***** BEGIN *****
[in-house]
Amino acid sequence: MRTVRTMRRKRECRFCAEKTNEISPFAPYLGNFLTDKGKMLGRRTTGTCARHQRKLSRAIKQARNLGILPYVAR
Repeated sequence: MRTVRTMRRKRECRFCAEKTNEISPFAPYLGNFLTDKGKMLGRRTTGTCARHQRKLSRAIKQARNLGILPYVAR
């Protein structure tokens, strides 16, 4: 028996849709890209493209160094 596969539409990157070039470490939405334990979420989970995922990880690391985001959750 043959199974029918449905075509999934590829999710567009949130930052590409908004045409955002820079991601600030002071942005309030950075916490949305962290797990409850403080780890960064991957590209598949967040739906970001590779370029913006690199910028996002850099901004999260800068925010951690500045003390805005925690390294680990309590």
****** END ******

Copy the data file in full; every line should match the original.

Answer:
[in-house]
Amino acid sequence: MRTVRTMRRKRECRFCAEKTNEISPFAPYLGNFLTDKGKMLGRRTTGTCARHQRKLSRAIKQARNLGILPYVAR
Repeated sequence: MRTVRTMRRKRECRFCAEKTNEISPFAPYLGNFLTDKGKMLGRRTTGTCARHQRKLSRAIKQARNLGILPYVAR
């Protein structure tokens, strides 16, 4: 028996849709890209493209160094 596969539409990157070039470490939405334990979420989970995922990880690391985001959750 043959199974029918449905075509999934590829999710567009949130930052590409908004045409955002820079991601600030002071942005309030950075916490949305962290797990409850403080780890960064991957590209598949967040739906970001590779370029913006690199910028996002850099901004999260800068925010951690500045003390805005925690390294680990309590």